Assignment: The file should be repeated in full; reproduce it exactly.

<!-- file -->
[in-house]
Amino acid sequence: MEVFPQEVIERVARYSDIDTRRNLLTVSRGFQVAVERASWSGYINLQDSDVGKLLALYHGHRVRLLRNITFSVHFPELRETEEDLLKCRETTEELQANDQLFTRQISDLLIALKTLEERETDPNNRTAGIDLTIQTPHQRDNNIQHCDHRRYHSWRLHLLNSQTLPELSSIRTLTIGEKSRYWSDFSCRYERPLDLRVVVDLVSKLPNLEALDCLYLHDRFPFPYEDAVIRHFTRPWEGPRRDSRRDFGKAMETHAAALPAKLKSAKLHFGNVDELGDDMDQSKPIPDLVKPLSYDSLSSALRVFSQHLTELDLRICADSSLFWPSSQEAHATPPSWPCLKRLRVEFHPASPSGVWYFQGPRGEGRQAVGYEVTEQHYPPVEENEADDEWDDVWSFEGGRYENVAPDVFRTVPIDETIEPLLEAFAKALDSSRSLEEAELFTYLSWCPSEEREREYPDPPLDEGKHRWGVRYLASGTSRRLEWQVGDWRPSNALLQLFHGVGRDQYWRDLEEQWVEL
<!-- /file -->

[in-house]
Amino acid sequence: MEVFPQEVIERVARYSDIDTRRNLLTVSRGFQVAVERASWSGYINLQDSDVGKLLALYHGHRVRLLRNITFSVHFPELRETEEDLLKCRETTEELQANDQLFTRQISDLLIALKTLEERETDPNNRTAGIDLTIQTPHQRDNNIQHCDHRRYHSWRLHLLNSQTLPELSSIRTLTIGEKSRYWSDFSCRYERPLDLRVVVDLVSKLPNLEALDCLYLHDRFPFPYEDAVIRHFTRPWEGPRRDSRRDFGKAMETHAAALPAKLKSAKLHFGNVDELGDDMDQSKPIPDLVKPLSYDSLSSALRVFSQHLTELDLRICADSSLFWPSSQEAHATPPSWPCLKRLRVEFHPASPSGVWYFQGPRGEGRQAVGYEVTEQHYPPVEENEADDEWDDVWSFEGGRYENVAPDVFRTVPIDETIEPLLEAFAKALDSSRSLEEAELFTYLSWCPSEEREREYPDPPLDEGKHRWGVRYLASGTSRRLEWQVGDWRPSNALLQLFHGVGRDQYWRDLEEQWVEL